These are some of the questions cultural institutions have to address today. At a time when venues and publics are changing fast, knowing how to respond is one of the challenges facing cultural spaces.
This is why the CCCB has created the International Prize for Cultural Innovation, a project that forms part of the actions of the 20th anniversary and has been developed by the CCCBLab, the Centre’s department of research and innovation in the field of culture.
Why a prize for cultural innovation?
Since 2007, when we coined the term I+C+i to refer to the activities organized by the department, we have realized there’s a great reserve of creativity inside and outside cultural institutions. Part of this creativity, especially the part that is developed on the outside, doesn’t surface or simply never comes to fruition. So we decided to let people know we’re here, that we want to develop that creativity and that as a public institution we are here to serve our citizens.
How is the Prize organized?
The Prize will be biennial, and the idea is to propose a theme for each competition that serves to reflect on that theme from every point of view. The first competition centres on audiences, one of the big challenges facing cultural institutions in coming years. We want to know how the concept of “public” has evolved at a time when the boundaries between physical and virtual space have blurred, and what these new publics need.
Who can enter?
Any individual, group or collective who is interested in answering these questions and can propose a project for the creation, production and presentation of cultural contents whose format or management provides an innovative response to a specific theme.
What is the jury looking for?
This is a prize for innovation, so novelty and originality are two important values. The jury is also looking for conceptual and methodological rigour, as well as the capacity to offer applicable solutions. It also values multidisciplinary actions and methods: projects that incorporate processes and dynamics from other disciplines to enhance those of cultural institutions. Finally, particular importance is also given to proposals that set out to reduce the sociocultural divide, and to promote the use and care of community space.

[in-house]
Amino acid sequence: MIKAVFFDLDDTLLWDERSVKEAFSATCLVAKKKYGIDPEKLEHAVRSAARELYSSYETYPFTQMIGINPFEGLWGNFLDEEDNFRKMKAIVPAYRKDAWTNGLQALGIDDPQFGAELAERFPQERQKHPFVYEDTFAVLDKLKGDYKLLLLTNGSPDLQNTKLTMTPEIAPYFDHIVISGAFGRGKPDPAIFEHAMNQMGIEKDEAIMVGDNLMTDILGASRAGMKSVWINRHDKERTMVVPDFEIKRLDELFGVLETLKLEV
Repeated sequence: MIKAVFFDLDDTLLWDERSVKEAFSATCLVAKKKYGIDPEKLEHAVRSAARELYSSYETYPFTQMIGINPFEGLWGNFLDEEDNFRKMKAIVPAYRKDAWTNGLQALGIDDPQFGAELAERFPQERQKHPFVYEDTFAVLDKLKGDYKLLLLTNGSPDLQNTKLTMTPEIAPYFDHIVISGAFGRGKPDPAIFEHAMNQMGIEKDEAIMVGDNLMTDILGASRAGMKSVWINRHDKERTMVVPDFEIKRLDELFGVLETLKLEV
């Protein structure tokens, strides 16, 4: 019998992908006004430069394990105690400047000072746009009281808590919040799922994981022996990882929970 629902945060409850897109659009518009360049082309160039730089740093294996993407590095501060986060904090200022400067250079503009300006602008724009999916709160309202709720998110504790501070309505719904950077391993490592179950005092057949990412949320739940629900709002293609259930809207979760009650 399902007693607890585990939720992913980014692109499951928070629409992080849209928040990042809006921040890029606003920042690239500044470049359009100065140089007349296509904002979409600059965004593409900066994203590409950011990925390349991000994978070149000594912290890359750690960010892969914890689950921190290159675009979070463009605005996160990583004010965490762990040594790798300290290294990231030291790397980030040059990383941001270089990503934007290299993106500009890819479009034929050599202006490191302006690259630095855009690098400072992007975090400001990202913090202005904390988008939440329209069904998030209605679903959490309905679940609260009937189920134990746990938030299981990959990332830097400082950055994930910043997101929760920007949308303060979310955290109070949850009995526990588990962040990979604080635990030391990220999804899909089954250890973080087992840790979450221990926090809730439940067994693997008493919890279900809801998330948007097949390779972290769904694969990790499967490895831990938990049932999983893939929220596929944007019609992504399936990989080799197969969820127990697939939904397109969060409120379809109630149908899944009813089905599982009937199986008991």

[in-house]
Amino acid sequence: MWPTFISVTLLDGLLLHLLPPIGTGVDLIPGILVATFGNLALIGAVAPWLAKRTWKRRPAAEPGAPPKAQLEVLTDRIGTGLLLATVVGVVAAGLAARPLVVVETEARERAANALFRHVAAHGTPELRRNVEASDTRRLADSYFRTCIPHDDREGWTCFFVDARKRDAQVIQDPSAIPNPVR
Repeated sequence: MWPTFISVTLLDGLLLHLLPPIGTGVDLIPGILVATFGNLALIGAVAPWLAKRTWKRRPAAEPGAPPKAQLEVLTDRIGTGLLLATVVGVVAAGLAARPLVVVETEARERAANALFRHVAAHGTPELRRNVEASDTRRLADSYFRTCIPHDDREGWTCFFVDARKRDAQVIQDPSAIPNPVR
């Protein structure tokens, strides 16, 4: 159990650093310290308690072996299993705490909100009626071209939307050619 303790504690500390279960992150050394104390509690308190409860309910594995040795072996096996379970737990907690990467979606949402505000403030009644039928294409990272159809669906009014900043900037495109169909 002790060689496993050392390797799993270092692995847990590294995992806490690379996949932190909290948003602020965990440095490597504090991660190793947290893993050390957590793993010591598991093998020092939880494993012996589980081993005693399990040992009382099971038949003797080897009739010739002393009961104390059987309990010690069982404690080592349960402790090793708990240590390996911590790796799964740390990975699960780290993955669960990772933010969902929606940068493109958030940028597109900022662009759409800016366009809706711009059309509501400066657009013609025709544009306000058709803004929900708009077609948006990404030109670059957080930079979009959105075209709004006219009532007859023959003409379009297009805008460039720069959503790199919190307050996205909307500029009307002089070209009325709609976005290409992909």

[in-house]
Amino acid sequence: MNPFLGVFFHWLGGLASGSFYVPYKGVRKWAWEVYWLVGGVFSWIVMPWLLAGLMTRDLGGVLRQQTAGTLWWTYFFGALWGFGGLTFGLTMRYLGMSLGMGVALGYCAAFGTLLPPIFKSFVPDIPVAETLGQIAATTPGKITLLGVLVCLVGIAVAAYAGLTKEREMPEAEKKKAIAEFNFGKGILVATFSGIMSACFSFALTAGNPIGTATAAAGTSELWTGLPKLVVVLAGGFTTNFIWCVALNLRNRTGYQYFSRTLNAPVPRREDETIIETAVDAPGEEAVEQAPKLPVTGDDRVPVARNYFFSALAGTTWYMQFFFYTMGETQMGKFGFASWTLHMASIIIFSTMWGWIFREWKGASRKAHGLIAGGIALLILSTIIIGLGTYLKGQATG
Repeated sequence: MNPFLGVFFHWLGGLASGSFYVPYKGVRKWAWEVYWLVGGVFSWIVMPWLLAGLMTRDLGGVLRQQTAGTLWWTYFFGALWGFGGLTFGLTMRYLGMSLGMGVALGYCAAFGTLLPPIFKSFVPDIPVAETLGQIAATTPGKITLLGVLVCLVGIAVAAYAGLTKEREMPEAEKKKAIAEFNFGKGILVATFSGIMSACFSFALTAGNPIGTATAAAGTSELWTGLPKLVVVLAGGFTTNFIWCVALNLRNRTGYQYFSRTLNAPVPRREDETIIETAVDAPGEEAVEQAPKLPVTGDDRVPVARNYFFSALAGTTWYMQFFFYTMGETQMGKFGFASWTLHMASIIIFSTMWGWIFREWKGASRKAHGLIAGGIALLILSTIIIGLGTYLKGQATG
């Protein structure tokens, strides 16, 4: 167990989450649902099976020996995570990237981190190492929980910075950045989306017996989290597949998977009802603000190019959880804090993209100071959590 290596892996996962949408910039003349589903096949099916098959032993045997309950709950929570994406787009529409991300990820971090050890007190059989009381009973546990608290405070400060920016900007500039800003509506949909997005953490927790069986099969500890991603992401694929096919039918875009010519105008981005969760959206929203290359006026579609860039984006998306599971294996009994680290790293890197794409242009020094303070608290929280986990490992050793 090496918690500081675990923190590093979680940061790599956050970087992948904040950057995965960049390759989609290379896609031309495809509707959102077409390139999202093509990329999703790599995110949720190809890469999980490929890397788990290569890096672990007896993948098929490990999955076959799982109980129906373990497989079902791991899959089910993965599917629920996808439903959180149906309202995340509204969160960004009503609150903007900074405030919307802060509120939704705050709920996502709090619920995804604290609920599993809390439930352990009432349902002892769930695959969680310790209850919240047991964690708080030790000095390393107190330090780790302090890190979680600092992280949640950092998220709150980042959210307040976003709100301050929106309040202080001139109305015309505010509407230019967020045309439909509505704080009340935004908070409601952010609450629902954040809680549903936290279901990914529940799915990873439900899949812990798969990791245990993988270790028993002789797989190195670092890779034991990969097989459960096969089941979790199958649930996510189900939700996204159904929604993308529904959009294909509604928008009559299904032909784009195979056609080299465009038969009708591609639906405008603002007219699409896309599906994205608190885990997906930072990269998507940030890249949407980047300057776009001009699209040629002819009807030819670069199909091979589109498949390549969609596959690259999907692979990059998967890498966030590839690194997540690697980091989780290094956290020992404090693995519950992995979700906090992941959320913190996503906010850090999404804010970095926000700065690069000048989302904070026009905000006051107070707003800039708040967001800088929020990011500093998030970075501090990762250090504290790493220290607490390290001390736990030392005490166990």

These criteria will form the basis for the jury’s choice of 10 projects, one of which will be awarded the 10,000 euro prize. This is an international prize, but it’s looking for glocal solutions to the challenges facing institutions in the very near future.
An international jury
For this reason, too, the jury is made up of experts in the world of culture whose work centres in different areas:
. Nina Simon, director of the Museo de Arte e Historia de Santa Cruz, is a specialist in participatory processes. In 2006 she created the Museums 2.0 blog, one of the first to analyse the impact on museums of the digital phenomenon. She is also the author of The Participatory Museum, about the theme of this first Prize.
. Marcos García is director of the MediaLab Prado, a citizen laboratory for the production, research and dissemination of cultural projects, and has years of experience in participatory processes at cultural institutions.
. Conxa Rodà is the head of digital strategy at the Museu Nacional d’Art de Catalunya, and was a jury member of Museums and the Web and MuseumNext, today’s two biggest meetings about 2.0 museums.
. Johan Moerman is the director of the Rotterdam Festival and heads the Audiences Europe Network, which studies publics in the field of culture.
. Mark Miller directs Tate Collectives, a department of London’s Tate Gallery aimed specifically at young creatives that has got adolescents involved in programming.
. Finally, Juan Insua, as head of the CCCBLab department, is the CCCB’s representative on the jury, and has over 20 years’ experience in the museum field, from exhibition curatorship to the development of innovative projects such as Kosmopolis. The Amplified Literature Fest, Now. Meetings in the Present Continuous and I+C+i.
We couldn’t end this article without mentioning the graphic image that goes with the Award, created by DesignbyAtlas, whose Pablo Martín is this year’s winner of the National Design Award. Astrid Stavro has adapted Pete Rossi’s Utopia typeface, giving it an Escherian look that optically reflects the defining idea of the Award: innovation.
All the information and the conditions of entry of the first Cultural Innovation International Prize are available for consultation at http://www.innovationcccb.org/.